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Fashion designer Michael Kors, background center, watches as trader Dudley Devine, left, and specialist Patrick Murphy, right, confer before the IPO of Michael Kors Holdings Ltd. begins trading on the floor of the New York Stock Exchange, Thursday, Dec. 15, 2011. The designer's company raised $944 million after selling 47.2 million shares in its initial public stock offering Wednesday night, valuing the company at $3.8 billion. (AP Photo/Richard Drew)
Michael Kors designs a successful IPO
Investing » Michael Kors stock launch defies soft year for investment offerings.
First Published Dec 17 2011 01:01 am • Last Updated Dec 17 2011 04:09 pm

Portland, Ore. • Michael Kors understands what fashion-conscious shoppers desire. Apparently, he knows what investors want, too.

The market clamored for a piece of the designer’s company, Michael Kors Holdings Ltd., in its initial public offering.

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It had planned to sell about 41.7 million shares for between $17 and $19 each but priced at $20 last week. The company raised $944 million Wednesday after selling 47.2 million shares in the IPO, valuing the company at $3.8 billion.

Shares closed their first day of trading Thursday at $24.20.

The success of the Michael Kors IPO is a testament to the designer’s popularity and the resilience of well-to-do shoppers in an otherwise weak economy. It also defies a soft year for companies looking to raise money through new offerings of stock. And for Kors personally, it means a payday of more than $100 million.

"The IPO market has not shown grandiose returns, but this was on everyone’s buy list," said Scott Sweet, a senior managing partner at IPOBoutique.com.

Kors is an American designer who became a household name in recent years as a judge on fashion design competition show "Project Runway." He has been among the top names in fashion for years, dressing countless celebrities, and even first lady Michelle Obama, in his signature simple style with a hint of high-fashion glitz.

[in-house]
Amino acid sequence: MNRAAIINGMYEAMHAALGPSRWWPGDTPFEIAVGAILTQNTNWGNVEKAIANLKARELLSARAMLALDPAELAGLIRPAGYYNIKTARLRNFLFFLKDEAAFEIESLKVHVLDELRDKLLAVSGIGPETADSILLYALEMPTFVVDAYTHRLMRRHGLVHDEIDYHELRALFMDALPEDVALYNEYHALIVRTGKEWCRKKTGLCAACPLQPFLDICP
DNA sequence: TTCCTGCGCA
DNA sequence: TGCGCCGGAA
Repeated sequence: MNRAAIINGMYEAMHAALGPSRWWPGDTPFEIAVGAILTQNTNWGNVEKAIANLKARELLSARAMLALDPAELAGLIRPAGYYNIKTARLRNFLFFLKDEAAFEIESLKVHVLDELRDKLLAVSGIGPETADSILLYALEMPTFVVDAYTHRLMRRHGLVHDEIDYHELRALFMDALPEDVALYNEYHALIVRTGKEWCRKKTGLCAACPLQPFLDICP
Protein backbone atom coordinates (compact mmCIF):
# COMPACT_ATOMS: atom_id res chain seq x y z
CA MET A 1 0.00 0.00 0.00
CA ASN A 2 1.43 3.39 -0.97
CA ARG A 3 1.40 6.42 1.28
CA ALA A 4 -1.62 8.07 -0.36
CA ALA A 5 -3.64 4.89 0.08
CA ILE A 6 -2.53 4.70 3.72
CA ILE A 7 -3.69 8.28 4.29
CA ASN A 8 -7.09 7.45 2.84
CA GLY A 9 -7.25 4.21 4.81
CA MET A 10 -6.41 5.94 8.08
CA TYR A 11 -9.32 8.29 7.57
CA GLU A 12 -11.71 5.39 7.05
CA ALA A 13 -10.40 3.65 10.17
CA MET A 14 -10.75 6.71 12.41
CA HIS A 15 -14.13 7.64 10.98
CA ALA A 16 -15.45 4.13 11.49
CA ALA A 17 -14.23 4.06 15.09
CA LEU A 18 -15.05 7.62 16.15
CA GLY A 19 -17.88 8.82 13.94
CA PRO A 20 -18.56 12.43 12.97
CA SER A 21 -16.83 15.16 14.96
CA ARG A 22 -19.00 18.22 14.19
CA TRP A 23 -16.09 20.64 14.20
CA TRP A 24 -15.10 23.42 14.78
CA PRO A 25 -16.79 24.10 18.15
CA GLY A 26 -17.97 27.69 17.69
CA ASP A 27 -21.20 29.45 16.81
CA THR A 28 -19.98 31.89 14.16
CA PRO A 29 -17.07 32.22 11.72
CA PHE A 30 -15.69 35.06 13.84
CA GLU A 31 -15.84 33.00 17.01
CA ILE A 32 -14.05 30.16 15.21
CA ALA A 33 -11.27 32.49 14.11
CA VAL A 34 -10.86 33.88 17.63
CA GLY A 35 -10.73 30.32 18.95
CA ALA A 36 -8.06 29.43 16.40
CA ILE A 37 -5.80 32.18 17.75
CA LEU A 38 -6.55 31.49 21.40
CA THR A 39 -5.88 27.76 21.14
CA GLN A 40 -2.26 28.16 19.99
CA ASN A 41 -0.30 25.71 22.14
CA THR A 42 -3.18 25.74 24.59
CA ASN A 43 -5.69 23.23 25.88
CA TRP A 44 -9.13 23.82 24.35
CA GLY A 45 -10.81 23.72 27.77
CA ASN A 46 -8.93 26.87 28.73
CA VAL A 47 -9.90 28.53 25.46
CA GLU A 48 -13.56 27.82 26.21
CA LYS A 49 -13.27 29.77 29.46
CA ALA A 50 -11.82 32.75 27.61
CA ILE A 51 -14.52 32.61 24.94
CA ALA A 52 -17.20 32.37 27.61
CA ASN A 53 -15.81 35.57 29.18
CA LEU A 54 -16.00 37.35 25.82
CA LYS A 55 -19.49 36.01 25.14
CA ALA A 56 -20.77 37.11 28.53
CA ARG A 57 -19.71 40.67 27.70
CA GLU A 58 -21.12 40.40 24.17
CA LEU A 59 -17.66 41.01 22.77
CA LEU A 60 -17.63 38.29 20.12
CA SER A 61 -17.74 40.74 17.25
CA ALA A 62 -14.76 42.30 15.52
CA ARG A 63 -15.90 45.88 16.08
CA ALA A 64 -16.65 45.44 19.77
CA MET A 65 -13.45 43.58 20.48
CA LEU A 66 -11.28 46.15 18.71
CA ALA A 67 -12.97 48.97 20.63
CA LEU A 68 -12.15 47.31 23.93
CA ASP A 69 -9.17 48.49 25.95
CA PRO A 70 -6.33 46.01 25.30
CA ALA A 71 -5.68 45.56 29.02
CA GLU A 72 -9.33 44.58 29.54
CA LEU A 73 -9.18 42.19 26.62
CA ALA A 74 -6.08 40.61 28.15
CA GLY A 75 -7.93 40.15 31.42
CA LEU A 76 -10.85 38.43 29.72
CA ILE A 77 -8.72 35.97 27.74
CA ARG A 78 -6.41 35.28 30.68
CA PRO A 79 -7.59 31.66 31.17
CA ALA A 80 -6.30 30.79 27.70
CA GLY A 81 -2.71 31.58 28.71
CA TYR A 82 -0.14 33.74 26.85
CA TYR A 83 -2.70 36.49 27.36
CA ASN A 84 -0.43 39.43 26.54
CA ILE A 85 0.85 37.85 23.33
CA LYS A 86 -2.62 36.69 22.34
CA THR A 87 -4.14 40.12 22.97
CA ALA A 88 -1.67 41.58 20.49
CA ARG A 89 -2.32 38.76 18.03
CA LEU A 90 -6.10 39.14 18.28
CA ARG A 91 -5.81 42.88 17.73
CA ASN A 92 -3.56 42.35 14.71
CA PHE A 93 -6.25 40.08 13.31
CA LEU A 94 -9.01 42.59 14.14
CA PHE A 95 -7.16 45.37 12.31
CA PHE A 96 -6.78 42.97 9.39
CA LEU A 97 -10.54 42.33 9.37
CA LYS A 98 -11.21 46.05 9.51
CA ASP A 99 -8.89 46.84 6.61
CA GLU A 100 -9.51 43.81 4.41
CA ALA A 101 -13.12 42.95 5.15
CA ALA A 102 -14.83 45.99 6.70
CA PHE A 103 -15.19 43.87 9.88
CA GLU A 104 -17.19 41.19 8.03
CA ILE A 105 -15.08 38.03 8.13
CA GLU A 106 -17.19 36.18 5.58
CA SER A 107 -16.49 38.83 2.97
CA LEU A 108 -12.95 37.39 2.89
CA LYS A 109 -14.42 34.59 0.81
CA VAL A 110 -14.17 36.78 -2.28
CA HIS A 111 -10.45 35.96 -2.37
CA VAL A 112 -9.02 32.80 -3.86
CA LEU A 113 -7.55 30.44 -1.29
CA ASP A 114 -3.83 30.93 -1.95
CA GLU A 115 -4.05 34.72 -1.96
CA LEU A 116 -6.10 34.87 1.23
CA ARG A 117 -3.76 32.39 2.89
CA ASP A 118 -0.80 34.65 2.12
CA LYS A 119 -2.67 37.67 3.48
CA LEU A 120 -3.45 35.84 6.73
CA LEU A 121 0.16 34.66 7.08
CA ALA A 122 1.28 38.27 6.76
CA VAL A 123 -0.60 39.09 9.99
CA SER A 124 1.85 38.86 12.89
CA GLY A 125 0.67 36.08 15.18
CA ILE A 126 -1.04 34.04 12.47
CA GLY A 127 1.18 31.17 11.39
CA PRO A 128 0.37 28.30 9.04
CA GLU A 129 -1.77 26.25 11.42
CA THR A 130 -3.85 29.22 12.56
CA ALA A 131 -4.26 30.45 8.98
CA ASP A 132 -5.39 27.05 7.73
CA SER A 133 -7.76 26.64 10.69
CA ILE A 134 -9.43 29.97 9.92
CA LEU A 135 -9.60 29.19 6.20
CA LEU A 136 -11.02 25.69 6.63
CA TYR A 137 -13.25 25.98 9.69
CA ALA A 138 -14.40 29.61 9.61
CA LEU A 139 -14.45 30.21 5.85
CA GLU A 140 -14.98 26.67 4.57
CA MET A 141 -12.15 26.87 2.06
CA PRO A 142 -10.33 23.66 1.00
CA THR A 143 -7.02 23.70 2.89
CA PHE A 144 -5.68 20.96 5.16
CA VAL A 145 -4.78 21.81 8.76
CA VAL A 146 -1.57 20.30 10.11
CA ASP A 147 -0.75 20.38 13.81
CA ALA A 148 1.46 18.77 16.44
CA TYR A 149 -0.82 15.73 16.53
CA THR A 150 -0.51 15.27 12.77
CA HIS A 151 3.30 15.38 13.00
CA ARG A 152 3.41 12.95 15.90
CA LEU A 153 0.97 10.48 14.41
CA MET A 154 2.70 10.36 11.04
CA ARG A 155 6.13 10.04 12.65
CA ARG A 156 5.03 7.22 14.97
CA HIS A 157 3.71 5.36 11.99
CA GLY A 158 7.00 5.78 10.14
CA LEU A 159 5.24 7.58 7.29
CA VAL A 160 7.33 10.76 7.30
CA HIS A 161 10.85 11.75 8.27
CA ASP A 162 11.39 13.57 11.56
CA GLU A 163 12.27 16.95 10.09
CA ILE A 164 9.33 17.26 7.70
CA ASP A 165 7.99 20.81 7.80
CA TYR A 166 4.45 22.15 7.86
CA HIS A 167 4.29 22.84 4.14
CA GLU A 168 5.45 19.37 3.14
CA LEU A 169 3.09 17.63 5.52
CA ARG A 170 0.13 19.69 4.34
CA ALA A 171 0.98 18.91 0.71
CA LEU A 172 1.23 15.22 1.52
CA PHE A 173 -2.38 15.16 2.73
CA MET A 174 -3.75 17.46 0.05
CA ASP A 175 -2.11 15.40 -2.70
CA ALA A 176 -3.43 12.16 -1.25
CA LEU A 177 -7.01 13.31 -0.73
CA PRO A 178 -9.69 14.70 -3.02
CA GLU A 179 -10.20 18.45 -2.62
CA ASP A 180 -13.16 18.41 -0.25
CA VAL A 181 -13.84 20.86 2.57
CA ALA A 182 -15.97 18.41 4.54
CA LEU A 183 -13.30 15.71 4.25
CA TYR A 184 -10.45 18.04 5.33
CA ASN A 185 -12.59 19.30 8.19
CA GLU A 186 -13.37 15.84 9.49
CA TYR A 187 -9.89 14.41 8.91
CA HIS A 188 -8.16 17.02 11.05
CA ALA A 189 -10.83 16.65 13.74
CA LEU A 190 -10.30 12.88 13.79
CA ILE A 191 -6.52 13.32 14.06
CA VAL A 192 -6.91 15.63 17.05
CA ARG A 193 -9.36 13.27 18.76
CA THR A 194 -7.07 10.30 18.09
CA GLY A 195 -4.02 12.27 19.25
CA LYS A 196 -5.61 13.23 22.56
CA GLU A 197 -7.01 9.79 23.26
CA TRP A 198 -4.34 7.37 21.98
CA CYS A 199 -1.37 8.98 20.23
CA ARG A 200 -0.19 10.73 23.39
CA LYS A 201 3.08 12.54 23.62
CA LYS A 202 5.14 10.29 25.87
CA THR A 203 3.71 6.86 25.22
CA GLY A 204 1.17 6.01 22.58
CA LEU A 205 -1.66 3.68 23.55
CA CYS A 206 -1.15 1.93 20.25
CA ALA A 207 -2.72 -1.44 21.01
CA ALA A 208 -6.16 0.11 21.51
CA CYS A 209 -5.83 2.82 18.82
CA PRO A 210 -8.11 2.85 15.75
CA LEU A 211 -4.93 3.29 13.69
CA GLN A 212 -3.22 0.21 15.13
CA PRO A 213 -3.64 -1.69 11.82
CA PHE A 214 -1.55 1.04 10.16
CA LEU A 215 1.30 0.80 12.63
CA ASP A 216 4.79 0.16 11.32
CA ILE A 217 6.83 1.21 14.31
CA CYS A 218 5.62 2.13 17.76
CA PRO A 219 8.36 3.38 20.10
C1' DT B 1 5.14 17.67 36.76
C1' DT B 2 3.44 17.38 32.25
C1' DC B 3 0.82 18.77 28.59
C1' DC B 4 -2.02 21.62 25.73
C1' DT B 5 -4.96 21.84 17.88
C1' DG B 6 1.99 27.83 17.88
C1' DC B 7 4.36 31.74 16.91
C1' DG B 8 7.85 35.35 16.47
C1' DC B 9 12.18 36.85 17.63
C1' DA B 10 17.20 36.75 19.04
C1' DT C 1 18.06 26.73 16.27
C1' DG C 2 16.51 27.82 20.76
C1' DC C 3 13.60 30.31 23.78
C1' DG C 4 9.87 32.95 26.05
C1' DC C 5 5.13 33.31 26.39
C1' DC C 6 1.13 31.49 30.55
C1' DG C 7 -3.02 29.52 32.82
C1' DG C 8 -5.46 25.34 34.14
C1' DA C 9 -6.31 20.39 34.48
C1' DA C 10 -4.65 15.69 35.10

His designs, which are more practical luxury than haute couture, have made him an enduring hit with men and women.

The company, based in Hong Kong, makes high-end handbags, shoes and clothing that it sells at its own shops and through other retailers. A Michael Kors crocodile handbag can run more than $2,000 and a halter dress more than $7,000, but the bulk of its business is centered on more affordable luxuries for well-off shoppers such as $300 sunglasses and $600 purses.

While most consumers are feeling the drag of the economy, wealthy shoppers in the U.S. and abroad are spending more freely. That has helped companies such as jewelry seller Tiffany & Co., handbag maker Coach Inc. and luxury retailer Nordstrom Inc. recover from the recession faster than the rest of the industry.

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In 2011, U.S. retail sales of luxury items are up more than 5 percent from a mid-recession low in September 2009, according to an estimate by MasterCard SpendingPulse.

Michael Kors has been one of the beneficiaries of that spending.

The company’s strong performance is helping to fuel rapid expansion. It added 30 stores in its 2010 fiscal year and plans to open 40 more in fiscal 2011.

The company operates 184 stores in North America and 37 internationally and will open a store in Salt Lake City’s City Creek Center in March 2012.

Michael Kors stock trades under the ticker symbol KORS.

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